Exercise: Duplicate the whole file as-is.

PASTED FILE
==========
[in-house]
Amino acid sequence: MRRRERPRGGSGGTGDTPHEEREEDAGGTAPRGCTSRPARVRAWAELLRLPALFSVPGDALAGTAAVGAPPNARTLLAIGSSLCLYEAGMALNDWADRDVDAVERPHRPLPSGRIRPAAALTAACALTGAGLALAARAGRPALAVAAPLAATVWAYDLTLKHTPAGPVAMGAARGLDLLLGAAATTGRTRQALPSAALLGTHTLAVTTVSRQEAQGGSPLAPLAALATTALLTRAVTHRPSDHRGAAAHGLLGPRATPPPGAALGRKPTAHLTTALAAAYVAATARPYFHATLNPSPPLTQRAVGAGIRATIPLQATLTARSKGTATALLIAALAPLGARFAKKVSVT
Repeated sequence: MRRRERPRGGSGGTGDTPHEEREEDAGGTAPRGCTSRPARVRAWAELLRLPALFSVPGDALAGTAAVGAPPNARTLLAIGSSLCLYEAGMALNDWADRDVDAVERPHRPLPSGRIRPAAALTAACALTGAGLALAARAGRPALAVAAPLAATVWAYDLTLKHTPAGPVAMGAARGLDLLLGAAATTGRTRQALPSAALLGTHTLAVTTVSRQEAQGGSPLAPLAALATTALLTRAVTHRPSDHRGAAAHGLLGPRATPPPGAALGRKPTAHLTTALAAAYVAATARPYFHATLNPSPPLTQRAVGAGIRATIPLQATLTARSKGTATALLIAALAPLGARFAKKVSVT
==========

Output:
[in-house]
Amino acid sequence: MRRRERPRGGSGGTGDTPHEEREEDAGGTAPRGCTSRPARVRAWAELLRLPALFSVPGDALAGTAAVGAPPNARTLLAIGSSLCLYEAGMALNDWADRDVDAVERPHRPLPSGRIRPAAALTAACALTGAGLALAARAGRPALAVAAPLAATVWAYDLTLKHTPAGPVAMGAARGLDLLLGAAATTGRTRQALPSAALLGTHTLAVTTVSRQEAQGGSPLAPLAALATTALLTRAVTHRPSDHRGAAAHGLLGPRATPPPGAALGRKPTAHLTTALAAAYVAATARPYFHATLNPSPPLTQRAVGAGIRATIPLQATLTARSKGTATALLIAALAPLGARFAKKVSVT
Repeated sequence: MRRRERPRGGSGGTGDTPHEEREEDAGGTAPRGCTSRPARVRAWAELLRLPALFSVPGDALAGTAAVGAPPNARTLLAIGSSLCLYEAGMALNDWADRDVDAVERPHRPLPSGRIRPAAALTAACALTGAGLALAARAGRPALAVAAPLAATVWAYDLTLKHTPAGPVAMGAARGLDLLLGAAATTGRTRQALPSAALLGTHTLAVTTVSRQEAQGGSPLAPLAALATTALLTRAVTHRPSDHRGAAAHGLLGPRATPPPGAALGRKPTAHLTTALAAAYVAATARPYFHATLNPSPPLTQRAVGAGIRATIPLQATLTARSKGTATALLIAALAPLGARFAKKVSVT